Agios Nikolaos (Crete)


The Cretan town of Agios Nikolaos has always served as a hub to the twenty or so small villages and farms that make up that part of the municipality of Lassithi. Agios Nikolaos takes its name from Saint Nicholas, the patron saint of sailors, and sits partially upon the ruins of the ancient city of Kamara. The town was settled in the late Bronze Age by Dorian occupants of Lato, at a time when the security of the Lato hillfort became a lesser concern and easy access to the harbor at Agios Nikolaos became more important.

Size doesn't always matter, and when it comes to sightseeing Agios Nikolaos can go toe to toe with some of the biggest cities in the region. Best known as a tourist town, some of the main attractions include the small lagoon Lake Voulismeni, beaches like Almyros and Voulisma, the tiny island Agioi Pantes, the town's archaeological museum, the local flora exhibition “Iris” and numerous fairs. Just a short ferry ride away from Agios Nikolaos is the island of Spinalonga, an old Venetian fortress turned leper colony in the beginning of the 20th century. Near the town there's an archaeological site of ancient Priniatikos Pyrgos. It appears to have been first settled in the Final Neolithic, circa 3000 BC. Activity on the site continued throughout the Minoan Bronze Age and the Classical Greek and Roman periods, spanning a total of up to 4,000 years. Other significant sights include the Cretan olive farm, the Mirabello Bay, the Monastery of Kremasta and numerous spots within the town, where one can see local artwork exhibited.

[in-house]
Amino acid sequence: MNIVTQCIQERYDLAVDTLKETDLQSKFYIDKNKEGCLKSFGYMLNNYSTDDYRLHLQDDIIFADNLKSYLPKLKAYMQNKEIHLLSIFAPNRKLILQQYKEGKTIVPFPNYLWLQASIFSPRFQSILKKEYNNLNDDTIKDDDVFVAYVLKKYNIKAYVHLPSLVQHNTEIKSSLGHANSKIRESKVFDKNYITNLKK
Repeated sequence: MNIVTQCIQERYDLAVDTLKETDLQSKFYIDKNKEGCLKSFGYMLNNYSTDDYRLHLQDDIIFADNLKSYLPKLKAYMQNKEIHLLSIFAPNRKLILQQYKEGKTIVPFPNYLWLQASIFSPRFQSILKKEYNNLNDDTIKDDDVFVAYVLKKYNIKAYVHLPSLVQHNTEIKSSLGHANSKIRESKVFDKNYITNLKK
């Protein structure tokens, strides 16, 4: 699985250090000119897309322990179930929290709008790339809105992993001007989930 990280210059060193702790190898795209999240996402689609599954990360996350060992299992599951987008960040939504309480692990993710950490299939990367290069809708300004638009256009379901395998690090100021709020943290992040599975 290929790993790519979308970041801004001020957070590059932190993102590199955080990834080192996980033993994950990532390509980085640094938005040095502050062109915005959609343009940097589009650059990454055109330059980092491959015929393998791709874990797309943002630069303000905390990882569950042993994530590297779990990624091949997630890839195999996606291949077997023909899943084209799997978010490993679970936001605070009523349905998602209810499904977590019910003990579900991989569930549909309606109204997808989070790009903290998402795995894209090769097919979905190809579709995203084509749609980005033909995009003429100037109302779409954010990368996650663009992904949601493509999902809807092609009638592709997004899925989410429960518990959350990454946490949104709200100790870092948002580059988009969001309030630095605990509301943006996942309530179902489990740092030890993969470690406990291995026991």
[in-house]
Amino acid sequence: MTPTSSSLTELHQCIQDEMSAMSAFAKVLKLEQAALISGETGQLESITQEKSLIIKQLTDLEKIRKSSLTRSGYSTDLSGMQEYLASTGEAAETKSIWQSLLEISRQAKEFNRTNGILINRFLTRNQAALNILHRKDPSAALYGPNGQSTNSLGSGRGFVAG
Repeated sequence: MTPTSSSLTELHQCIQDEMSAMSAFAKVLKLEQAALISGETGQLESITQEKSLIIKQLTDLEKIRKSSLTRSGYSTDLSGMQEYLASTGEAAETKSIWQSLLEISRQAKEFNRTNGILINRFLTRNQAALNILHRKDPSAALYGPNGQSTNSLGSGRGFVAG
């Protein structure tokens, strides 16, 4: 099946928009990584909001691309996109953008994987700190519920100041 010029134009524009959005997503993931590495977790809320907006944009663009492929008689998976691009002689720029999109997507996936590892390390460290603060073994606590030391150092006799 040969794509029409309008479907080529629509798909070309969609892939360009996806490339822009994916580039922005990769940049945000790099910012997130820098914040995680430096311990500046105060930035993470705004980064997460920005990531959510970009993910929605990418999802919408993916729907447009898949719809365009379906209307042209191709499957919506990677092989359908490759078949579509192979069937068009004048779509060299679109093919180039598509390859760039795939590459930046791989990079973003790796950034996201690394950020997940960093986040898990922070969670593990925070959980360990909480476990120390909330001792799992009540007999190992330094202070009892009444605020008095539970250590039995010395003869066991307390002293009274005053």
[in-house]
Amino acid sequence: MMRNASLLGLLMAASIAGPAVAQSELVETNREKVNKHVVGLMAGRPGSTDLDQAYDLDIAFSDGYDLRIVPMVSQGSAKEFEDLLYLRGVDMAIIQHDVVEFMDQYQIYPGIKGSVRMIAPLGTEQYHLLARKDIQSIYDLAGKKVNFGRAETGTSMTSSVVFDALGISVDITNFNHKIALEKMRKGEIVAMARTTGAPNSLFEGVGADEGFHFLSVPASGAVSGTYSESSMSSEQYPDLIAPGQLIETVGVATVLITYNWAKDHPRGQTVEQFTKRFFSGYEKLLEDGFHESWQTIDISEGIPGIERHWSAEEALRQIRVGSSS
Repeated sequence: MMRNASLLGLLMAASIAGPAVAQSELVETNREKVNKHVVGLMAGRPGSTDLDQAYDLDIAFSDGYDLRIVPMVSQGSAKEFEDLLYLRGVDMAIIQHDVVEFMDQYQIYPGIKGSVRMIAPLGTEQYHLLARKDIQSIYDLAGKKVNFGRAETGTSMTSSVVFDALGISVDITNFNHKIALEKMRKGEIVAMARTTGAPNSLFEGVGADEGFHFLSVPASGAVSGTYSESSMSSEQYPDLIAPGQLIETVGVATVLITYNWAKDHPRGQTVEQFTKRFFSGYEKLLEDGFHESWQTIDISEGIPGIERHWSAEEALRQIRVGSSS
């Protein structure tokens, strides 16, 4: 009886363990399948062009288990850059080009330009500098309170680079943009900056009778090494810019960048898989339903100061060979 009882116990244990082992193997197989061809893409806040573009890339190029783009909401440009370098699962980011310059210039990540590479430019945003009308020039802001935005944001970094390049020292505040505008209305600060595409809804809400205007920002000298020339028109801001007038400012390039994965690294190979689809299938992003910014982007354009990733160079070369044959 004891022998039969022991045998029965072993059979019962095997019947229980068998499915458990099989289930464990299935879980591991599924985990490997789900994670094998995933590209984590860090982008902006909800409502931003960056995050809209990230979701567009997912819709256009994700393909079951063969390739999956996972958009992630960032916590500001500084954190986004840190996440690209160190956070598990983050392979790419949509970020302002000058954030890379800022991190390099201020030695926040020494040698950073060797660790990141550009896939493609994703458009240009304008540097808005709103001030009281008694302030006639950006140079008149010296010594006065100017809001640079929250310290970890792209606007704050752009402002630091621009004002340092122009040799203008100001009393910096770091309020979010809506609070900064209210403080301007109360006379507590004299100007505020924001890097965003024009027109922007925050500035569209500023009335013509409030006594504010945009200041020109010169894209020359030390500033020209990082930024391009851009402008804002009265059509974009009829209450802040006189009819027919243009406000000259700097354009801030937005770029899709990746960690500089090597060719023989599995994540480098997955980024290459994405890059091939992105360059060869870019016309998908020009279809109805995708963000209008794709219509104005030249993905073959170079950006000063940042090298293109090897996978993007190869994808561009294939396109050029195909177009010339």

Perhaps the best reason to visit Agios Nikolaos is authentic Cretan cuisine. Mediterranean ingredients locally grown in a unique way combine to create a majestic culinary experience. Soft Cretan cheeses, honey, green vegetables and a pallet of spices underused everywhere else, become a bridge that connects Greek food with Anatolia.

The best time to visit Agios Nikolaos is during the summer, when the town is lively with locals and tourists alike and the sea is at its warmest. For those who would like to focus on the cultural and local life of the island but are prepared to risk some rainy, windy days and an colder weather with fewer tourists, November to April is a great period, with December to February being the coldest months. It should be noted that during the winter a lot of the shops and restaurants are closed.

Agios Nikolaos  is not very easy to reach directly, but the town is only an hour away from either Heraklion or Chania which can be reached quite easily either by ferry or plane. That makes Agios Nikolaos a great choice to be combined with an island hopping cruise or a tour of Crete.

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crete aegean Islands